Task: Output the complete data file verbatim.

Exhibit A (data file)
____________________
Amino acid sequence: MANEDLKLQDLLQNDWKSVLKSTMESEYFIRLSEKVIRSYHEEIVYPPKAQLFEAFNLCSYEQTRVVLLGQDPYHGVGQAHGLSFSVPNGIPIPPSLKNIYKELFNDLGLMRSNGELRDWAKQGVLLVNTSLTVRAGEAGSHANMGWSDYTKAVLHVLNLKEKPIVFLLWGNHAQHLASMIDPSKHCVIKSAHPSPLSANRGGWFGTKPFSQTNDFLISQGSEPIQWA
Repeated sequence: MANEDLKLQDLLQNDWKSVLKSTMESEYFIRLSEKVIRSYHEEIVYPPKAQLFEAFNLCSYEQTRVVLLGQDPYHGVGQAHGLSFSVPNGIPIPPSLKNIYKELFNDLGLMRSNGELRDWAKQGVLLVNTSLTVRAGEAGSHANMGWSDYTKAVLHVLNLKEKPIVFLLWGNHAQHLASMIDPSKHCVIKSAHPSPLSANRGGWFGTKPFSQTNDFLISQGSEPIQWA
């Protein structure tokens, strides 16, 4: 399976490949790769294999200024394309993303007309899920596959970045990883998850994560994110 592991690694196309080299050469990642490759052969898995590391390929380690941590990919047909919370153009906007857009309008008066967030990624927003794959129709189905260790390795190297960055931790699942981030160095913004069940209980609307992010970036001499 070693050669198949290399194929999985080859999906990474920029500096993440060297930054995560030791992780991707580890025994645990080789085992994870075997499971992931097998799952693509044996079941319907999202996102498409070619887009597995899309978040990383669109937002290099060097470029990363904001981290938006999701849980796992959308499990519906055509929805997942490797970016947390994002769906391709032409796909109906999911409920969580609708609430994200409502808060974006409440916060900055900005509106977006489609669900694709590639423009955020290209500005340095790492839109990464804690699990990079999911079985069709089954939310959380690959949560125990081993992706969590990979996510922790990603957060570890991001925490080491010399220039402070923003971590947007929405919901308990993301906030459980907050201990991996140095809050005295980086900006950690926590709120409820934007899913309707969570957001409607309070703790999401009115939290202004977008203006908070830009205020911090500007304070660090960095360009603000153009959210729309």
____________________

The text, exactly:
Amino acid sequence: MANEDLKLQDLLQNDWKSVLKSTMESEYFIRLSEKVIRSYHEEIVYPPKAQLFEAFNLCSYEQTRVVLLGQDPYHGVGQAHGLSFSVPNGIPIPPSLKNIYKELFNDLGLMRSNGELRDWAKQGVLLVNTSLTVRAGEAGSHANMGWSDYTKAVLHVLNLKEKPIVFLLWGNHAQHLASMIDPSKHCVIKSAHPSPLSANRGGWFGTKPFSQTNDFLISQGSEPIQWA
Repeated sequence: MANEDLKLQDLLQNDWKSVLKSTMESEYFIRLSEKVIRSYHEEIVYPPKAQLFEAFNLCSYEQTRVVLLGQDPYHGVGQAHGLSFSVPNGIPIPPSLKNIYKELFNDLGLMRSNGELRDWAKQGVLLVNTSLTVRAGEAGSHANMGWSDYTKAVLHVLNLKEKPIVFLLWGNHAQHLASMIDPSKHCVIKSAHPSPLSANRGGWFGTKPFSQTNDFLISQGSEPIQWA
């Protein structure tokens, strides 16, 4: 399976490949790769294999200024394309993303007309899920596959970045990883998850994560994110 592991690694196309080299050469990642490759052969898995590391390929380690941590990919047909919370153009906007857009309008008066967030990624927003794959129709189905260790390795190297960055931790699942981030160095913004069940209980609307992010970036001499 070693050669198949290399194929999985080859999906990474920029500096993440060297930054995560030791992780991707580890025994645990080789085992994870075997499971992931097998799952693509044996079941319907999202996102498409070619887009597995899309978040990383669109937002290099060097470029990363904001981290938006999701849980796992959308499990519906055509929805997942490797970016947390994002769906391709032409796909109906999911409920969580609708609430994200409502808060974006409440916060900055900005509106977006489609669900694709590639423009955020290209500005340095790492839109990464804690699990990079999911079985069709089954939310959380690959949560125990081993992706969590990979996510922790990603957060570890991001925490080491010399220039402070923003971590947007929405919901308990993301906030459980907050201990991996140095809050005295980086900006950690926590709120409820934007899913309707969570957001409607309070703790999401009115939290202004977008203006908070830009205020911090500007304070660090960095360009603000153009959210729309």